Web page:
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EnglishEdit

EtymologyEdit

From Middle English huge, from Old French ahuge (high, lofty, great, large, huge), from a hoge (at height), from a (at, to) + hoge (a hill, height), from Frankish *haug, *houg (height, hill) or Old Norse haugr (hill), both from Proto-Germanic *haugaz (hill, mound), from Proto-Indo-European *kowkós (hill, mound), from the root *kewk-. Akin to Old High German houg (mound) (compare related German Hügel (hill)), Old Norse haugr (mound), Lithuanian kaũkaras (hill), Old High German hōh (high) (whence German hoch), Old English hēah (high). More at high.

PronunciationEdit

  • (UK, US) IPA(key): /hjuːdʒ/, [çu̟ːd͡ʒ]
  • (US)
    (file)
  • (NYC, some other US dialects) IPA(key): /juːdʒ/
  • (Norfolk) IPA(key): [hʊudʒ]

AdjectiveEdit

huge (comparative huger, superlative hugest)

  1. Very large.
    The castle was huge.
    • 1907, Robert William Chambers, chapter VI, in The Younger Set, New York, N.Y.: D. Appleton & Company, OCLC 24962326:
      “I don't mean all of your friends—only a small proportion—which, however, connects your circle with that deadly, idle, brainless bunch—the insolent chatterers at the opera, [] the chlorotic squatters on huge yachts, [] the neurotic victims of mental cirrhosis, the jewelled animals whose moral code is the code of the barnyard—!”
    • 1963, Margery Allingham, chapter 1, in The China Governess[1]:
      The huge square box, parquet-floored and high-ceilinged, had been arranged to display a suite of bedroom furniture designed and made in the halcyon days of the last quarter of the nineteenth century, [].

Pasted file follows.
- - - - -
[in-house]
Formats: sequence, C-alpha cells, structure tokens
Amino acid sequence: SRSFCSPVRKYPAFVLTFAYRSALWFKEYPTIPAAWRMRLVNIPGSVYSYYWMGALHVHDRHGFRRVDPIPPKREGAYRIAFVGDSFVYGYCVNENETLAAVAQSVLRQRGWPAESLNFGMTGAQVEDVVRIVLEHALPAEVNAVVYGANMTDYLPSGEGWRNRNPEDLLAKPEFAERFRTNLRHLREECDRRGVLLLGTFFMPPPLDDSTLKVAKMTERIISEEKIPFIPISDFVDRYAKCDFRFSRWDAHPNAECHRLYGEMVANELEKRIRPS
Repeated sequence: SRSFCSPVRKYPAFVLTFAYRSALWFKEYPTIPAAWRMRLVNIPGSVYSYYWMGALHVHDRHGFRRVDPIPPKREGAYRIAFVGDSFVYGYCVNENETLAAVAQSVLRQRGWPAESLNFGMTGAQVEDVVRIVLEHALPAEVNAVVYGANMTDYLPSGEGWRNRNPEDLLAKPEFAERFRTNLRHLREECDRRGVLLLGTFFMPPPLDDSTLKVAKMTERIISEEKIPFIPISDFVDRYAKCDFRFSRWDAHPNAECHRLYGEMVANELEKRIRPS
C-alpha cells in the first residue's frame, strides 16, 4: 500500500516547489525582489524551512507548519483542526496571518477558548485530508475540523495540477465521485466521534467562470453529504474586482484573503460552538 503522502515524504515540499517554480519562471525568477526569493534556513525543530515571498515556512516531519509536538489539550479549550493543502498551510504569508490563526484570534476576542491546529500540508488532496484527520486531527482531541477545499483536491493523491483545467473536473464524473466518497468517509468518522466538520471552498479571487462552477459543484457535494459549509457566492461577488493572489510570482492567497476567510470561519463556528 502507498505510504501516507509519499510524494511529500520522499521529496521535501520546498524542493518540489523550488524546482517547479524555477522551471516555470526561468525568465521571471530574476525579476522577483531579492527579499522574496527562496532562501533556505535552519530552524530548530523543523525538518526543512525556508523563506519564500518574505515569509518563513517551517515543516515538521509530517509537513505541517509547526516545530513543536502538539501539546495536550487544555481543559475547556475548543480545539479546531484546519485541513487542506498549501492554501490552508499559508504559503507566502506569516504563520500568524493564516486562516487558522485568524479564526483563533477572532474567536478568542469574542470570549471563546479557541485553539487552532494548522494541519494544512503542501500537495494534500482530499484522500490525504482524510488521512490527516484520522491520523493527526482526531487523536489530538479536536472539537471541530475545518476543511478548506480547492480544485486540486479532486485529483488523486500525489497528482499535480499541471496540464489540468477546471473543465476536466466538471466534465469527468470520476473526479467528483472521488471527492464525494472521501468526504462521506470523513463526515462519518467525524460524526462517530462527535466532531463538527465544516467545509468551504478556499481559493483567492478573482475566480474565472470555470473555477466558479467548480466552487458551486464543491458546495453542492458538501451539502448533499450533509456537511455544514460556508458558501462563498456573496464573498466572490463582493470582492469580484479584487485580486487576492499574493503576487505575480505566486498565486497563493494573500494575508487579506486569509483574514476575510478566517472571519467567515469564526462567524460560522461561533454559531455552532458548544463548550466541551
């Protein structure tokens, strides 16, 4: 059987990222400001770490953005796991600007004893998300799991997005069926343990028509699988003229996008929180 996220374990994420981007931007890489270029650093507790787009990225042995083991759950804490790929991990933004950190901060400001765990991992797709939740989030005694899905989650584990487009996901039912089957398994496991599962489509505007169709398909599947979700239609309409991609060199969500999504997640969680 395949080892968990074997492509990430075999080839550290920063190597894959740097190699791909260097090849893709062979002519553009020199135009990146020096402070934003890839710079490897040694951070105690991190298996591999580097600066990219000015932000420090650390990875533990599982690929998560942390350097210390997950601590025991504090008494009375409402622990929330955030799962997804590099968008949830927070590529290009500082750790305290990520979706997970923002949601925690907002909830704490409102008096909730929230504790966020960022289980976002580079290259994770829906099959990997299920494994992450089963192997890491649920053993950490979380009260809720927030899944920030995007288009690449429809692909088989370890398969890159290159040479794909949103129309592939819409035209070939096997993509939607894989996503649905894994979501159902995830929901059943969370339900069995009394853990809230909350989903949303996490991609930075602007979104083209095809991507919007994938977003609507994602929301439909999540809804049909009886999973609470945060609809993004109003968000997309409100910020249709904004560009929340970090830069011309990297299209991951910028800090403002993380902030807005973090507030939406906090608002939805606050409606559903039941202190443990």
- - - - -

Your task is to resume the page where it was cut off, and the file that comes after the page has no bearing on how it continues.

• 2013 July 20, “Out of the gloom”, in The Economist, volume 408, number 8845:
      [Rural solar plant] schemes are of little help to industry or other heavy users of electricity. Nor is solar power yet as cheap as the grid. For all that, the rapid arrival of electric light to Indian villages is long overdue. When the national grid suffers its next huge outage, as it did in July 2012 when hundreds of millions were left in the dark, look for specks of light in the villages.
  2. (slang) Distinctly interesting, significant, important, likeable, well regarded.
    Our next album is going to be huge!  In our league our coach is huge!

SynonymsEdit

AntonymsEdit

Derived termsEdit

TranslationsEdit

Further readingEdit

AnagramsEdit


Middle EnglishEdit

Alternative formsEdit

EtymologyEdit

From Old French ahuge, a form of ahoge.

PronunciationEdit

AdjectiveEdit

huge

  1. huge, large, enormous
  2. great, severe, excessive, prominent
  3. numerous, plentiful

DescendantsEdit

ReferencesEdit

AdverbEdit

huge

  1. hugely, greatly

ReferencesEdit


Middle FrenchEdit

NounEdit

huge f (plural huges)

  1. market stall